As far as I’m concerned, this has been a pretty lousy year for American television. Deadwood is off the air, after three incredible seasons. The West Wing is gone after two presidential terms. There’s talk of NBC canceling Crossing Jordan, which stars the ever-lovely Jill Hennessy. The fate of Studio 60 on the Sunset Strip, which is the only network series I’ve added to my previous TV-viewing schedule this year, hangs in the balance. And pretty much everything else is a mindless game or reality show, a series that should’ve been a one-off “movie of the week,” or another formulaic CSI or Law & Order clone.
Which explains why my fingers are crossed for Raines, the new Jeff Goldblum crime drama debuting on NBC next Thursday night, March 15, in ER’s timeslot (10 p.m. ET/PT). I am feeling particularly in need these days of a different sort of police or private-eye series (sorry, Andy Barker, P.I., just won’t do), and Raines is definitely different. At least judging from the pilot episode, this is not Ghost Whisperer meets Dragnet, as some critics have charged. (Nor is it “Ghost Whisperer minus the boobs,” as one TV Squad wit put it.) Instead, it’s a personality-driven serial that finds the stuttering Goldblum as Los Angeles police detective Michael Raines, who has recently returned to duty after being shot, along with his partner. That attack left Raines more than a bit off; he’s now seeing people. Dead people. The victims of homicides he’s charged with investigating. In the pilot, for instance, he’s confronted by what seems to be the ghost of a college student and likely prostitute, who, much to Raines’ consternation, won’t go “back to whatever dark, twisted malfunctioning part of my brain you come from” until he solves her slaying.
Admittedly, this does initially sound like Ghost Whisperer, or maybe Medium. But the crucial and reality-respecting distinction here is that these spirits aren’t spirits at all; they’re being necessarily manifested by Raines’ unconscious both to give him somebody off whom to bounce his thoughts about the case at hand--and to provide him with greater sympathy for the people who’ve been murdered. As the fatality in the pilot (played by the fetching Alexa Davalos) tells him, “I only know what you know,” and that’s because she represents his own questioning self, prodding him to dig further into the available clues, to doubt the easy evidence and, in a nice turn, forcing him to address the prejudices and stereotypes that can hinder a police investigation. Rather than adopt the easy Ghost Whisperer comparison, I’d liken the concept here to what the mother and son who write as “Charles Todd” do with their post-World War I mystery-fiction series starring Scotland Yard Inspector Ian Rutledge (A False Mirror, Watchers of Time), burdening their shell-shocked protagonist with a troubled conscience that takes the form of a loquacious Scottish soldier Rutledge had ordered executed on the battlefield. Raines is equally weighted down in this new series by loneliness and self-doubt, which he seems to escape only by successfully resolving crimes.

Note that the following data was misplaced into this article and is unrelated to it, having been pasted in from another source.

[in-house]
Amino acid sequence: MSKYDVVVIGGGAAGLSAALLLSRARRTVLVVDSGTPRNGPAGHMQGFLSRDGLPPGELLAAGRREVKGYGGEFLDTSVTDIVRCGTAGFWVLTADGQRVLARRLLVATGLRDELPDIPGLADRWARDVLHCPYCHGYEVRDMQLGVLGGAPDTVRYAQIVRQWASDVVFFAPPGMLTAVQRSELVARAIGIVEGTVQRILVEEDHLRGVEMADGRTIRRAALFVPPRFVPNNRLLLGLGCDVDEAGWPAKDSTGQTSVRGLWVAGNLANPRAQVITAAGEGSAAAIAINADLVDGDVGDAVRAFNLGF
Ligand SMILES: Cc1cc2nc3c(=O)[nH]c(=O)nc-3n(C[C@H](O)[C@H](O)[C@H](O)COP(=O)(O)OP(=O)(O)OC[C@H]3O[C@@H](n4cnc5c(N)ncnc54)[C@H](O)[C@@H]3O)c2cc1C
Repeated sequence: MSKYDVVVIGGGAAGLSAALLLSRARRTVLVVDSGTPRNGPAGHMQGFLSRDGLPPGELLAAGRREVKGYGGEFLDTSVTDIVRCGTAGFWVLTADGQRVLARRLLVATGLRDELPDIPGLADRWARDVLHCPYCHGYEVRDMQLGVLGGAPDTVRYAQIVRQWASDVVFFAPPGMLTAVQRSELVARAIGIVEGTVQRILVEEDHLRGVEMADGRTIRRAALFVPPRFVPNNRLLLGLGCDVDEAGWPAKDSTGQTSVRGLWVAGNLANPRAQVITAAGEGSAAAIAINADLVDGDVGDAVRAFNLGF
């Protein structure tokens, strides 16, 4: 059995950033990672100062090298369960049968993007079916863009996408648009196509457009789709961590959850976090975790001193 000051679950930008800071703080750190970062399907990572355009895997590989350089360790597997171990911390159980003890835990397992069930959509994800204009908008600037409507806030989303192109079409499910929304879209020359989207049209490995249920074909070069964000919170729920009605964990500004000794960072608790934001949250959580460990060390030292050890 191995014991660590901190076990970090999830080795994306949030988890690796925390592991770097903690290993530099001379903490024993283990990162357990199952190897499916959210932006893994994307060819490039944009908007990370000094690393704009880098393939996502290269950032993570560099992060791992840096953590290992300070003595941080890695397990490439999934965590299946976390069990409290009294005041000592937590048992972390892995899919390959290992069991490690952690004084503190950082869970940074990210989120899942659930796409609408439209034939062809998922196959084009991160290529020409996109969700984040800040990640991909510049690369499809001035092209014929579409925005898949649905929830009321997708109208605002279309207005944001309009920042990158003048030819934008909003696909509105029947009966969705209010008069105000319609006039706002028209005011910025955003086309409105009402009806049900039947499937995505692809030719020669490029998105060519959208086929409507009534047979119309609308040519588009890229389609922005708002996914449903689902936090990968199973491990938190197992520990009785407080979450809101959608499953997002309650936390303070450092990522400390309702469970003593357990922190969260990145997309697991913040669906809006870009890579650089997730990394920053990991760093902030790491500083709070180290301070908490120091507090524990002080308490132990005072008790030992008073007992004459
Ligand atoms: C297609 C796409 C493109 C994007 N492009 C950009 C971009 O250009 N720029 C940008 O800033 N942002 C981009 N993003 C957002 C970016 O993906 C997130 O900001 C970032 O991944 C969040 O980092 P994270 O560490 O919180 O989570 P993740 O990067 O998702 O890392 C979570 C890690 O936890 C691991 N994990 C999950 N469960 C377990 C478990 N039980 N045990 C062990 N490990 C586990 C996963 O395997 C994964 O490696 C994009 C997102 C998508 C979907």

Which isn’t to suggest that Raines is a one-man show. It also brings back a few performers we haven’t seen enough of lately, including Linda Park (formerly of Star Trek: Enterprise), playing Detective Kim Lance; Matt Craven, who I remember best from his role in the short-lived Rob Lowe legal series, The Lyon’s Den, but who here plays LAPD Captain Daniel Lewis, worried by Raines’ apparently new habit of conversing with himself; and Nicole Sheridan, who used to play the ditzy dog walker, Holly, on King of Queens, but who here does a fine job as some sort of hyper-effective LAPD researcher.
I can’t say that the Raines pilot is flawless. The twist at the end was pretty obvious, though I liked to be right about it. The episode is a bit too self-consciously noirish for its own good, winging in a jazz trumpet-filled soundtrack and moving the plot forward with Goldblum’s narration, as if to give us the impression that this is a modern cop drama with Chandleresque roots. Yet the eccentric nature of the series isn’t as over-the-top as I’d expected (actually, feared). And in a field of network programming distinguished by its almost complete absence of novelty, Raines should be graded on a curve for at least trying to be something special.
But see for yourself. Although the series doesn’t premiere until next Wednesday, the pilot--penned by Graham Yost (who did a lot of writing for another unusual series, Boomtown, a few years back)--is already available on NBC’s First Look Web site. Let’s hope this show wins enough viewership that it can stick around longer than some of Detective Raines’ vaporous visions.